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In World First, Researchers Create AI From Test Tube DNA

by Ciarán Daly
Article ImagePASADENA, CA - A team of researchers have developed an artificial neural network made out of DNA that is capable of solving a classic machine learning problem: correctly identifying handwritten numbers. The work of the Caltech team is lauded as a significant step in demonstrating the capacity to program AI into synthetic biomolecular circuits and molecular pattern recognition.

Pioneered by Geoffrey Hinton, artificial neural networks are modelled on the human brain, functioning like a network of neurons capable of processing complex information through a technique known as 'backwashing' (more on this over on the MIT Tech Review). The project, conducted in the laboratory of assistant bioengineering professor Lulu Qian, aims to develop a way to program intelligent behaviours with neural networks made out of DNA.

"Though scientists have only just begun to explore creating artificial intelligence in molecular machines, its potential is already undeniable," said Qian. "Similar to how electronic computers and smart phones have made humans more capable than a hundred years ago, artificial molecular machines could make all things made of molecules, perhaps including even paint and bandages, more capable and more responsive to the environment in the hundred years to come."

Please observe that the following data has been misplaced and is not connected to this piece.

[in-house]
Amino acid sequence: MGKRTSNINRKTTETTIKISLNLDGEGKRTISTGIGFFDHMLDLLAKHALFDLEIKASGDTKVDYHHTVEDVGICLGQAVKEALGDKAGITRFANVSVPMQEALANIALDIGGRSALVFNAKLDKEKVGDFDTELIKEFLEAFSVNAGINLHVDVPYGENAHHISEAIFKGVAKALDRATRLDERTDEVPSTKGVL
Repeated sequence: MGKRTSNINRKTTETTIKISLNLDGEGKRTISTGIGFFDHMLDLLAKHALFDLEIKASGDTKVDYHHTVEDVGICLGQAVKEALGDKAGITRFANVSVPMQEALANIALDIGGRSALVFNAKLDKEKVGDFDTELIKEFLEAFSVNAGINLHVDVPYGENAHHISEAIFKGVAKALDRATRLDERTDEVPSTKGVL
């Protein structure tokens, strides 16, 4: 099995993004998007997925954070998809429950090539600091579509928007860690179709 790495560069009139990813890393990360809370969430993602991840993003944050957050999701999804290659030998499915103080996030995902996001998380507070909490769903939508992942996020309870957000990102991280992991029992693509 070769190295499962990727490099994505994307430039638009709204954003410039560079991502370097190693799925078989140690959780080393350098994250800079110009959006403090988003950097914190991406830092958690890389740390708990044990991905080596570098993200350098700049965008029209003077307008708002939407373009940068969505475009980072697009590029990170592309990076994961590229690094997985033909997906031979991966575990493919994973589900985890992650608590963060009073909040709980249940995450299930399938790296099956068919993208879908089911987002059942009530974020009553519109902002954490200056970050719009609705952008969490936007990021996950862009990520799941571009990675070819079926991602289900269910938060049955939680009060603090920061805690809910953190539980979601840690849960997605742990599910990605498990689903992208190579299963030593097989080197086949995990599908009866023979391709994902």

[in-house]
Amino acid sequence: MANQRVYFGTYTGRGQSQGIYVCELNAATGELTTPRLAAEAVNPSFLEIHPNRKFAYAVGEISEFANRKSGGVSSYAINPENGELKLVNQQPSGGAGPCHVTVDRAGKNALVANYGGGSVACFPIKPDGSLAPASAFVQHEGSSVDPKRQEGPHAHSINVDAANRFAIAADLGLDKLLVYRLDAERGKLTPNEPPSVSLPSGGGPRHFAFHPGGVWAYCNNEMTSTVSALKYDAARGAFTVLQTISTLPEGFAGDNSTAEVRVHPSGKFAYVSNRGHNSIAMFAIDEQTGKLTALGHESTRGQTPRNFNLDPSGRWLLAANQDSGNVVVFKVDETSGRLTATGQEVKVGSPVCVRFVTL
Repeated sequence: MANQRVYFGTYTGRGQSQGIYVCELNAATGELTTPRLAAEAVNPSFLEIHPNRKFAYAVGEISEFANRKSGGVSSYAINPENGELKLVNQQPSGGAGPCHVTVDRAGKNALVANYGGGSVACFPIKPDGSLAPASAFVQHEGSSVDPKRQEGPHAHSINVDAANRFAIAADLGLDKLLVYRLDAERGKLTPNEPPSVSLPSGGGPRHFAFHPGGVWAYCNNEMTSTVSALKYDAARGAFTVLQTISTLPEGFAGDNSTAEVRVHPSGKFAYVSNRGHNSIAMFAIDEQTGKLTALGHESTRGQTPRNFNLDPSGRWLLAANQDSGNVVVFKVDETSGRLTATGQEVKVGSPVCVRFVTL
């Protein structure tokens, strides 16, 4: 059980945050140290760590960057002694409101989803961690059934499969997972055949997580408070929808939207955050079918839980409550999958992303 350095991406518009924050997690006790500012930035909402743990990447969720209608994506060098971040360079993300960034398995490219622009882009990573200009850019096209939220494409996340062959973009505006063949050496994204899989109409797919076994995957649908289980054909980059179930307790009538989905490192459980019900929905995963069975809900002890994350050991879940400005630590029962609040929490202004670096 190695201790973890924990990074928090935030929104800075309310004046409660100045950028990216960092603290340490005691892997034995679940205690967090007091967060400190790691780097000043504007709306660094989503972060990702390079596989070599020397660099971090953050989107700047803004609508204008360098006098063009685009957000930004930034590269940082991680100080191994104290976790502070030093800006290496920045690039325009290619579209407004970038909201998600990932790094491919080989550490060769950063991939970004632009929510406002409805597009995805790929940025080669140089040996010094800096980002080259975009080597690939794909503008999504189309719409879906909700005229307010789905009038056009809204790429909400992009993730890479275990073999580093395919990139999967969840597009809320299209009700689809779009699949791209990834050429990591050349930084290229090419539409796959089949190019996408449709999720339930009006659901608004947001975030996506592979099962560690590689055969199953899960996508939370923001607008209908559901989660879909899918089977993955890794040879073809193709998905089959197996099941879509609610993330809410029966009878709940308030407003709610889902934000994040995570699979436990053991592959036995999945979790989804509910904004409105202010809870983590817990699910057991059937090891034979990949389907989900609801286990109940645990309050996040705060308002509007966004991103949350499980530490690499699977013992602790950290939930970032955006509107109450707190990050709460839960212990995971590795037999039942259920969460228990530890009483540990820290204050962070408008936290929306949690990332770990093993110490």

In order to illustrate the capability of DNA-based neural networks, Qian lab graduate Kevin Cherry chose a classic challenge for neural networks: recognizing handwriting. Human handwriting can vary widely, so scrutinizing handwriting requires the brain to perform complex computational tasks to identify it. The author of the paper, Cherry demonstrated that a neural network made out of DNA sequences could carry out prescribed chemical reactions to accurately identify 'molecular handwriting'. The findings could have significant implications for diagnostic testing of molecules. "The lack of geometry is not uncommon in natural molecular signatures yet still requires sophisticated biological neural networks to identify them: for example, a mixture of unique odor molecules comprises a smell."

"Humans each have over 80 billion neurons in the brain, with which they make highly sophisticated decisions," Qian said. "Smaller animals such as roundworms can make simpler decisions using just a few hundred neurons. In this work, we have designed and created biochemical circuits that function like a small network of neurons to classify molecular information substantially more complex than previously possible."

The paper, titled 'Scaling up molecular pattern recognition with DNA-based winner-take-all neural networks', will be featured in the July 19 print issue of the journal Nature. 

Original source: Caltech

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